H&M joins other chains in permanent mohair ban
H&M announced this week that it has decided to ban mohair from its collections across its chains. In a very brief statement, the Swedish fashion retail giant said: “For us it is of utmost importance that animals are treated well and we have therefore decided to permanently ban mohair. We have been in close dialogue with PETA for several years and fully agree with them on this matter."
It added: “H&M group has an Animal Welfare Policy with strict requirements for all animal-deriving materials that we use in our products.”
H&M's announcement came after allegations of animal cruelty at a number of goat farms in South Africa. Mohair is made from the hair of Angora goats and while treatment of these goats hasn't previously been at the forefront of animal cruelty campaigns, a PETA investigation resulted in video footage showing goats being mistreated as they were shorn and other issues.
The retailer’s decision comes as the company separately said that the supply chain from mohair is challenging to control. “A credible standard does not exist, therefore we have decided to ban mohair fibre from our assortment by 2020 at the latest,” Helena Johansson, a spokeswoman for H&M Group, said in an email sent to the Washington Post.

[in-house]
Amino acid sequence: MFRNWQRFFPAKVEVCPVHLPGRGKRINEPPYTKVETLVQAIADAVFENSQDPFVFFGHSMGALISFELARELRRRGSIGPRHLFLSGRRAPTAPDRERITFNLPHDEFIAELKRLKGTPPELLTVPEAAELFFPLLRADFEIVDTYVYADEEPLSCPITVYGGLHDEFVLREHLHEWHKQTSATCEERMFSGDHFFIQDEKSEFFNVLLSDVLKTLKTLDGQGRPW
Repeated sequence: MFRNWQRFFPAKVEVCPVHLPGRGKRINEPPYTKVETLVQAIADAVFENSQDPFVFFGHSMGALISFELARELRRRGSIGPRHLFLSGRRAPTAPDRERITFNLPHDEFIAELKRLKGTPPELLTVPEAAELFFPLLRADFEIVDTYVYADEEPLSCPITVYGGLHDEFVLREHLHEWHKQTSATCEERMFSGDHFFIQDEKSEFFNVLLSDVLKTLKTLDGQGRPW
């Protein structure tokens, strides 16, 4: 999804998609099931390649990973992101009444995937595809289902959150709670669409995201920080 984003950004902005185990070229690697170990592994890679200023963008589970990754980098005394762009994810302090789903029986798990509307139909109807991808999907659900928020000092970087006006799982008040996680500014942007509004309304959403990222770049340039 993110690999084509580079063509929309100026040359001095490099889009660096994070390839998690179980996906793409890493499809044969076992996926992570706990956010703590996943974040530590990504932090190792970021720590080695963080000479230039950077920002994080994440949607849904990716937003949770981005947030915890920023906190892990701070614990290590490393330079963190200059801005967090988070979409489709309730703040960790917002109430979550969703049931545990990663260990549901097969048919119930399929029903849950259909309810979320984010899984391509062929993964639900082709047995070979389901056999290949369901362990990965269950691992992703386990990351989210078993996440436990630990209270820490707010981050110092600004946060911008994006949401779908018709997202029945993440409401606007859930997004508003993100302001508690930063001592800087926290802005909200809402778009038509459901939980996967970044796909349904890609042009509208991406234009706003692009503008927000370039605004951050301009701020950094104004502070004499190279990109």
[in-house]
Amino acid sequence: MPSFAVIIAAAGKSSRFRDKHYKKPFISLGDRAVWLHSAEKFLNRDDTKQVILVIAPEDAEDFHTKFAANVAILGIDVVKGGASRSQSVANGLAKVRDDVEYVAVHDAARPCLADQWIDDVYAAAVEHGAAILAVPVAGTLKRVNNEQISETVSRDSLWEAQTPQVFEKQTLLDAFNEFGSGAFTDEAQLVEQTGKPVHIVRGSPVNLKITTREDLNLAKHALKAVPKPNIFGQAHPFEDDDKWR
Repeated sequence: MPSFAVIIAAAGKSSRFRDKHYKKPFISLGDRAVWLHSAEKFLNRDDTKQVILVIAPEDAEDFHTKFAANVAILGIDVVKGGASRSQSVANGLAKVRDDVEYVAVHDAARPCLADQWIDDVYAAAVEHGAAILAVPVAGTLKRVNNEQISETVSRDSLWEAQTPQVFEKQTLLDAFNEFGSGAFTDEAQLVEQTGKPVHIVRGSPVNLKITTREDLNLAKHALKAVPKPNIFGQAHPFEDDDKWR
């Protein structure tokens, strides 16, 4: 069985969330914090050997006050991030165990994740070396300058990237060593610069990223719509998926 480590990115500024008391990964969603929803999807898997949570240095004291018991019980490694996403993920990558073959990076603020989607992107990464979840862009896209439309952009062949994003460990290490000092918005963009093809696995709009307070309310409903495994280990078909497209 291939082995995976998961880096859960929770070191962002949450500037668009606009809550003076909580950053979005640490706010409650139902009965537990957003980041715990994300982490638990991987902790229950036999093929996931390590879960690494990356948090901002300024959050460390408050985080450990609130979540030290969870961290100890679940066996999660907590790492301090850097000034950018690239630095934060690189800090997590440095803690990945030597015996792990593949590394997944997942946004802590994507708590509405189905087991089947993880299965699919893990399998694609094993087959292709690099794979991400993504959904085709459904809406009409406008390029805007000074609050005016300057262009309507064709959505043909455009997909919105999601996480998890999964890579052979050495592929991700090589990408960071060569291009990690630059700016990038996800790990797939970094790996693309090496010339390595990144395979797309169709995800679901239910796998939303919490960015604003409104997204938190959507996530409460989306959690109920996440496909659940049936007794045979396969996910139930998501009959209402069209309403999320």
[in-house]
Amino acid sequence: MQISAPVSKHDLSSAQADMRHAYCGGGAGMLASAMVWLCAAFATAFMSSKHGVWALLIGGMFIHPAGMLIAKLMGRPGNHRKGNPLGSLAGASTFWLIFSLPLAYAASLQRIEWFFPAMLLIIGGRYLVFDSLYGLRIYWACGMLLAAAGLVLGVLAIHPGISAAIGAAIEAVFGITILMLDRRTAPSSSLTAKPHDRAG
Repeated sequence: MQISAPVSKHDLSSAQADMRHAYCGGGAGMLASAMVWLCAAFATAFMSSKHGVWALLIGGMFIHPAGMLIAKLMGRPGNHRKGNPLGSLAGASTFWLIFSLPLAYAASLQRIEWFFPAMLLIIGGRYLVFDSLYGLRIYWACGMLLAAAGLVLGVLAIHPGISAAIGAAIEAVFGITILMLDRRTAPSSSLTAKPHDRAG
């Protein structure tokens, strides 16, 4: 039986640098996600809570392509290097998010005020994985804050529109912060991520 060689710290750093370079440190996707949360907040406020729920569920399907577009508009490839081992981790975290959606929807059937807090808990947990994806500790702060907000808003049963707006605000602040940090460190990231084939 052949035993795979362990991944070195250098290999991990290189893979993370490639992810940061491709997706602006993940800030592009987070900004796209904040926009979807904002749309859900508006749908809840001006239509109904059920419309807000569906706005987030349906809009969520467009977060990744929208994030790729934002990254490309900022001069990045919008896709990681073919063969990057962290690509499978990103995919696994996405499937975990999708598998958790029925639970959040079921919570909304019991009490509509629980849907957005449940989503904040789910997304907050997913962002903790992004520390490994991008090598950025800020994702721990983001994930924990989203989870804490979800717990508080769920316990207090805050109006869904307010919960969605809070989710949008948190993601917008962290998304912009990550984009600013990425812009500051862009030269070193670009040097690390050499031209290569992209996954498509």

Retailers including Zara, Gap and Topshop have also promised to ban mohair following the allegations.
However, H&M's target date of 2020 (a date also being quoted by Zara owner Inditex) illustrates how it will take some time to trace the source of all its products and get an effective ban in place.
Five-years ago, a raft of fashion chains and brands promise to stop selling Angora products after another PETA video showed cruel treatment of Angora rabbits in factories.
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